This week’s FUTURESTATES short depicts a future where a cyber attack on the United States Immigration database puts a young woman, Sonia, at risk of being deported back to Iran – but remaining in the U.S. may come at a greater price than she’s willing to pay. Director Mohammad Gorjestani gives us this inside look at the inspiration behind the short film, which is available to stream for free at futurestates.tv and on pbs.org.
As an Iranian American, I find myself on both sides of an escalating geopolitical situation between the United States and Iran. When invited to pitch a story for the FUTURESTATES series, I began to realize that I wanted to further explore the potential repercussions of the brewing U.S./Iran conflict in the not-too-distant future.
As I explored the landscape and hypothesized various scenarios that I felt deserved attention, I stumbled upon two profound realizations. The first was that the nature of warfare has evolved to the point that cyber warfare is no longer rooted in fiction, but rather an aggressively approaching reality. The second was that a large number of Iranian immigrants living in the U.S. could find themselves victims of political backlash similar to the experience of Japanese Americans during World War II. I knew, however, that while history could repeat itself, it would likely not replicate the past but come in a new form.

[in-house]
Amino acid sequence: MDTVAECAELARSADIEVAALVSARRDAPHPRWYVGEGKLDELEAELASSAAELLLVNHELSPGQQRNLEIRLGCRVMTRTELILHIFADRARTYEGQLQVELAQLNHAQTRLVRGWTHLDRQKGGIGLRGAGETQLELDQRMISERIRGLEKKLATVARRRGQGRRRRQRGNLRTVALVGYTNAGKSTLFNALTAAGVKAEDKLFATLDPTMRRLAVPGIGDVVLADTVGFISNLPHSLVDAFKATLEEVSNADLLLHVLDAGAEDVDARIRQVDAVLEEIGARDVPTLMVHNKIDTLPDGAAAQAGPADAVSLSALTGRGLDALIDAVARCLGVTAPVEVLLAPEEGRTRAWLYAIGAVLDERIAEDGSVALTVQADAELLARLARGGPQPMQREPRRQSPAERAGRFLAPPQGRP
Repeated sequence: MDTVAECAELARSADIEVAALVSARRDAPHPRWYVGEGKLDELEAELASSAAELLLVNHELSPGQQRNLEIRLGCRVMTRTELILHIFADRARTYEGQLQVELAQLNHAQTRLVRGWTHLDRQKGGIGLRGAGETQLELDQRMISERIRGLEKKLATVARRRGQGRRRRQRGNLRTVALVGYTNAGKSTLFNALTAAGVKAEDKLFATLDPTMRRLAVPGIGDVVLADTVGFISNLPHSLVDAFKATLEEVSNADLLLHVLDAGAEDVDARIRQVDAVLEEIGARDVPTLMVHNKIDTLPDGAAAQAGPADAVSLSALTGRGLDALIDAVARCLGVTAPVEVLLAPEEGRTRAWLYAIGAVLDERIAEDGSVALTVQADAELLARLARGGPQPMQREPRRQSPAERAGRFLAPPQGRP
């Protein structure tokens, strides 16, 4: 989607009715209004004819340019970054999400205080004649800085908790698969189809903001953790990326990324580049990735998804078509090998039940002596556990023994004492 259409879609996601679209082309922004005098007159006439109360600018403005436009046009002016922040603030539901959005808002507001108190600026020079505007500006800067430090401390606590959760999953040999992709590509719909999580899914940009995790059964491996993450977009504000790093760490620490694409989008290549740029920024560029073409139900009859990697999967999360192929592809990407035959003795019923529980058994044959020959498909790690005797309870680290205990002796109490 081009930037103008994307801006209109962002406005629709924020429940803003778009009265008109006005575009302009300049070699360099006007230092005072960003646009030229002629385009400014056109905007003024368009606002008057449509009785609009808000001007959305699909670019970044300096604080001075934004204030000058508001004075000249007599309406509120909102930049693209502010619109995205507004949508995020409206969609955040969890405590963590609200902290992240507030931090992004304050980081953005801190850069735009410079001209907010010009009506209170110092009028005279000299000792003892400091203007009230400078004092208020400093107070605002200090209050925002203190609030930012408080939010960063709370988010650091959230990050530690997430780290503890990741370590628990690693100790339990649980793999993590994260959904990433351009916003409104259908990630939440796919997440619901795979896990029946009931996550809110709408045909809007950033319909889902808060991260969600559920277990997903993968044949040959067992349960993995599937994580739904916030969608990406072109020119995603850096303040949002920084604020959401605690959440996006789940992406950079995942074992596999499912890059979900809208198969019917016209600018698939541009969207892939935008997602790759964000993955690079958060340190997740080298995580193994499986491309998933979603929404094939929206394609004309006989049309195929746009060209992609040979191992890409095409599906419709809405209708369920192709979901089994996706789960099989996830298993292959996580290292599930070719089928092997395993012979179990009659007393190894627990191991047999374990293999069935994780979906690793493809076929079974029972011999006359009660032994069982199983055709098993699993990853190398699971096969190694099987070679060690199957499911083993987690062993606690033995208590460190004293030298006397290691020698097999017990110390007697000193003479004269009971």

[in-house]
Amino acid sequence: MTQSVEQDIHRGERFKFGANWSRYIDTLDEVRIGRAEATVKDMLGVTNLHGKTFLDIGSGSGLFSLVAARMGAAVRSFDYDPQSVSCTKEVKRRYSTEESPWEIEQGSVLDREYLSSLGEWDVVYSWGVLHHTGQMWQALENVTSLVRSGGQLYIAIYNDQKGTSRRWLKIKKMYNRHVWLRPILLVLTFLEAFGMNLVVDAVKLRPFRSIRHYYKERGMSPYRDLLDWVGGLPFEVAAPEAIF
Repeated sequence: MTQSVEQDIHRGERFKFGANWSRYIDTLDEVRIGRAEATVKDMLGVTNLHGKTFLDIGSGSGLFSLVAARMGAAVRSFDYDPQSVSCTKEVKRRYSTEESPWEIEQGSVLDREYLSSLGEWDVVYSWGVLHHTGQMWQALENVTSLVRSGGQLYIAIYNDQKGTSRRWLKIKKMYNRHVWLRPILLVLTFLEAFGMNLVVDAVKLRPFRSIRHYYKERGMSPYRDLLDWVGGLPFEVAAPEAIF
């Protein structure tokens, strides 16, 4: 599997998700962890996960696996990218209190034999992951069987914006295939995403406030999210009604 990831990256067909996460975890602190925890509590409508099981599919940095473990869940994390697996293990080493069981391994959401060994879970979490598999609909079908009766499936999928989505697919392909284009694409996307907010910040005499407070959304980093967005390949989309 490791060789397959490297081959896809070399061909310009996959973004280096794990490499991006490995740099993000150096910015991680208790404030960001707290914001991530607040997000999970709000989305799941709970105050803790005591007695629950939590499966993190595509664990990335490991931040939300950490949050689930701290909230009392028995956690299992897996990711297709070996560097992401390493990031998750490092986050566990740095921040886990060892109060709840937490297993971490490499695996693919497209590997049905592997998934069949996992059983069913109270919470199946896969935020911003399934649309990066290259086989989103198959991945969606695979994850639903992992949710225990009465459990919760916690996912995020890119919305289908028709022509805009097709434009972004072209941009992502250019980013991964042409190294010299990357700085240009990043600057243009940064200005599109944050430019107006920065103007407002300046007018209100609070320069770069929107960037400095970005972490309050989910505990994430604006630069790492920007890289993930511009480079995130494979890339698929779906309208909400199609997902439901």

After many drafts of a treatment for the film, I finally landed on a story that explored all the themes I envisioned, and could be told in a style that was achievable and representative of my voice as a storyteller. As the writing began, the goal was to build a character that was relatable and could serve as a vehicle through which to study and explore this not-so-distant world. An element critical to the film was the theme of a world where technology, immigration, and government had dovetailed in potentially perilous ways. Within this context, I wanted to look at the question of why immigrants are often willing to pay a high price to live a life that many of us take for granted.
With Sonia, we have a young, ambitious, and independent character that left a troubled situation in Iran to pursue an education and the American dream – which ultimately proves to resemble more of a nightmare. I wanted to place Sonia in a situation and give her a choice to make which blended irony and allegory, and which directly conflicted her values. Ultimately, Refuge is a story about a character facing an extraordinary circumstance, and falling victim to a geopolitical conflict reflective of a world we could all soon live in.
— Mohammad Gorjestani, Writer/Director